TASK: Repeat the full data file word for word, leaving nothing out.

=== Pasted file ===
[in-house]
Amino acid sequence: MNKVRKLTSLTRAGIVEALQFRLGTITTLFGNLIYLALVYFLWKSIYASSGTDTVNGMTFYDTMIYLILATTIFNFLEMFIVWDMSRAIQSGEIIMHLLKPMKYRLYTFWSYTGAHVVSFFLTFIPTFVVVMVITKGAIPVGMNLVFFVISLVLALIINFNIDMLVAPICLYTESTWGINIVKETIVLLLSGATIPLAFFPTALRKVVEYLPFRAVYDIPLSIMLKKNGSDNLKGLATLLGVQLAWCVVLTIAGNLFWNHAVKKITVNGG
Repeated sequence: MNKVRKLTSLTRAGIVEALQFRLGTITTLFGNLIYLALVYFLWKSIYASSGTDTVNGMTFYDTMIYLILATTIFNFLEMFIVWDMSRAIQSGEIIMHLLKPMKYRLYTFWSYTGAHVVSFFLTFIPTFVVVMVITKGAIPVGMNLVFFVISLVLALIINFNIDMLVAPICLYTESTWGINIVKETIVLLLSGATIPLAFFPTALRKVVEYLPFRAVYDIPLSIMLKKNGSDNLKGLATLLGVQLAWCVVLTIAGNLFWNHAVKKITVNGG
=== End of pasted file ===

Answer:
[in-house]
Amino acid sequence: MNKVRKLTSLTRAGIVEALQFRLGTITTLFGNLIYLALVYFLWKSIYASSGTDTVNGMTFYDTMIYLILATTIFNFLEMFIVWDMSRAIQSGEIIMHLLKPMKYRLYTFWSYTGAHVVSFFLTFIPTFVVVMVITKGAIPVGMNLVFFVISLVLALIINFNIDMLVAPICLYTESTWGINIVKETIVLLLSGATIPLAFFPTALRKVVEYLPFRAVYDIPLSIMLKKNGSDNLKGLATLLGVQLAWCVVLTIAGNLFWNHAVKKITVNGG
Repeated sequence: MNKVRKLTSLTRAGIVEALQFRLGTITTLFGNLIYLALVYFLWKSIYASSGTDTVNGMTFYDTMIYLILATTIFNFLEMFIVWDMSRAIQSGEIIMHLLKPMKYRLYTFWSYTGAHVVSFFLTFIPTFVVVMVITKGAIPVGMNLVFFVISLVLALIINFNIDMLVAPICLYTESTWGINIVKETIVLLLSGATIPLAFFPTALRKVVEYLPFRAVYDIPLSIMLKKNGSDNLKGLATLLGVQLAWCVVLTIAGNLFWNHAVKKITVNGG